The U.S. Food and Drug Administration has approved Pfizer's request to include children as young as 12-years-old to participate in COVID-19 vaccine trials. Previously, only children above the age of 16 were able to participate in the ongoing trials.
"I think this is a really big deal," Immunization Action Coalition Chief Strategy Officer L.J. Tan said.
"Without clinical trials actually done in children, the only way to actually extend the use of the COVID-19 vaccine into children would be to rely on the adult data."
Prior to the FDA's approval, pediatricians had supported Pfizer's request to include younger children. Doctors had explained that children needed to be included in vaccine trials to address certain unforeseen concerns with the vaccination.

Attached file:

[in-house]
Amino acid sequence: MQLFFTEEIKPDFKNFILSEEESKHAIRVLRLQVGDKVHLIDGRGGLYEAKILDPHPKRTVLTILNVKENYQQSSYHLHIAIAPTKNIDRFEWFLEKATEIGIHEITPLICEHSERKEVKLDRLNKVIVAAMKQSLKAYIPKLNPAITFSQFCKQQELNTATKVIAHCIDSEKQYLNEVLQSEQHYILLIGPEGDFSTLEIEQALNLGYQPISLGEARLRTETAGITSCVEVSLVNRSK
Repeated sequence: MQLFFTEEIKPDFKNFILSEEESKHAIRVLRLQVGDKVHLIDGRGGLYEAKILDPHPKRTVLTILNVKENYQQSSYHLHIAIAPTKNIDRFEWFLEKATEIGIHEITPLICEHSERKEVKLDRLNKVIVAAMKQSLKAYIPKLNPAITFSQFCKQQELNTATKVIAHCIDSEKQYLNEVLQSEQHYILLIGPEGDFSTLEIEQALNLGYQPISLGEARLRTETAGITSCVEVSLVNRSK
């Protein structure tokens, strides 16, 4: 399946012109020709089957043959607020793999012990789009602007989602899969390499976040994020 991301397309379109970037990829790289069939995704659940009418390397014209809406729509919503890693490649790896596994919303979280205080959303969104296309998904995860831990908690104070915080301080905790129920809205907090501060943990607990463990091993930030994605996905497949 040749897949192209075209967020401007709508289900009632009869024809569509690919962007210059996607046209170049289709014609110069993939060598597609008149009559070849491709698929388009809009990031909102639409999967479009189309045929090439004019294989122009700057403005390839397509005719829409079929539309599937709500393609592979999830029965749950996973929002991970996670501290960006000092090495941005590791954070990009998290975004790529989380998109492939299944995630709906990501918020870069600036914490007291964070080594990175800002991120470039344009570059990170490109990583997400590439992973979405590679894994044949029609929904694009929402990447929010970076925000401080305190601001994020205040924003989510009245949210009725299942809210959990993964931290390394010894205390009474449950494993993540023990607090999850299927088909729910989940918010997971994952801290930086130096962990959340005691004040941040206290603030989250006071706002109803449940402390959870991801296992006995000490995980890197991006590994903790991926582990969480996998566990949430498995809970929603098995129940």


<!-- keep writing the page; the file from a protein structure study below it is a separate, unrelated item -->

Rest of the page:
"Children must be included in vaccine trials to best understand any potential unique immune responses and/or unique safety concerns," American Academy of Pediatricians President Sara Goza wrote in a letter to Secretary of the U.S. Department of Health and Human Services Alex Azar and FDA Commissioner Stephen Hahn.
Later in her letter, Goza pointed out how the virus has impacted young children. She also explained that removing children from the vaccine trials would delay the possibility for a child-friendly vaccine.
"More than two-thirds of the children who died were Black and Latinx children," she wrote.
"[It would be unethical] to allow children to take on great burdens during this pandemic but not have the opportunity to benefit from a vaccine, or to delay that benefit for an extended period of time, because they have not been included in vaccine trials."
Pfizer aims to put forth the first vaccine to gain approval in North America and Europe. If approved, the company hopes to administer 100 million doses before the end of the year and 1.3 billion by the end of 2021.
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